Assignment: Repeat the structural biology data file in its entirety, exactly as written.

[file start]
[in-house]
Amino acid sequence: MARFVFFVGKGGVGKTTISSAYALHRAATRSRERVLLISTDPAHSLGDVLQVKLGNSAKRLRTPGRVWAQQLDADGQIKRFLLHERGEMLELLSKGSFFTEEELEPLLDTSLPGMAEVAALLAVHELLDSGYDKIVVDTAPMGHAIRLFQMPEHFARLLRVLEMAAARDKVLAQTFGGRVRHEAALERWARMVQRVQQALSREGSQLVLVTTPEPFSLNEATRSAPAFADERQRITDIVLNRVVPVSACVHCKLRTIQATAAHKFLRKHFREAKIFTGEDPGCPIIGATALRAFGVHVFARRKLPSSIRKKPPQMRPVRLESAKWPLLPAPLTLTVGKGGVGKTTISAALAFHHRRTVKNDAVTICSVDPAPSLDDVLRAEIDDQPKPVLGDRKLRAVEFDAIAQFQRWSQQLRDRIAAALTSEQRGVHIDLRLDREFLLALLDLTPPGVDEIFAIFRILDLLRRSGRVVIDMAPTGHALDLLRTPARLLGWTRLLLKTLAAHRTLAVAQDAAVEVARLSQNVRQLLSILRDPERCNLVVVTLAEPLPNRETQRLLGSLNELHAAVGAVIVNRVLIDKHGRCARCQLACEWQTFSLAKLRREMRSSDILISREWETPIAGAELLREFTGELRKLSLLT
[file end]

[in-house]
Amino acid sequence: MARFVFFVGKGGVGKTTISSAYALHRAATRSRERVLLISTDPAHSLGDVLQVKLGNSAKRLRTPGRVWAQQLDADGQIKRFLLHERGEMLELLSKGSFFTEEELEPLLDTSLPGMAEVAALLAVHELLDSGYDKIVVDTAPMGHAIRLFQMPEHFARLLRVLEMAAARDKVLAQTFGGRVRHEAALERWARMVQRVQQALSREGSQLVLVTTPEPFSLNEATRSAPAFADERQRITDIVLNRVVPVSACVHCKLRTIQATAAHKFLRKHFREAKIFTGEDPGCPIIGATALRAFGVHVFARRKLPSSIRKKPPQMRPVRLESAKWPLLPAPLTLTVGKGGVGKTTISAALAFHHRRTVKNDAVTICSVDPAPSLDDVLRAEIDDQPKPVLGDRKLRAVEFDAIAQFQRWSQQLRDRIAAALTSEQRGVHIDLRLDREFLLALLDLTPPGVDEIFAIFRILDLLRRSGRVVIDMAPTGHALDLLRTPARLLGWTRLLLKTLAAHRTLAVAQDAAVEVARLSQNVRQLLSILRDPERCNLVVVTLAEPLPNRETQRLLGSLNELHAAVGAVIVNRVLIDKHGRCARCQLACEWQTFSLAKLRREMRSSDILISREWETPIAGAELLREFTGELRKLSLLT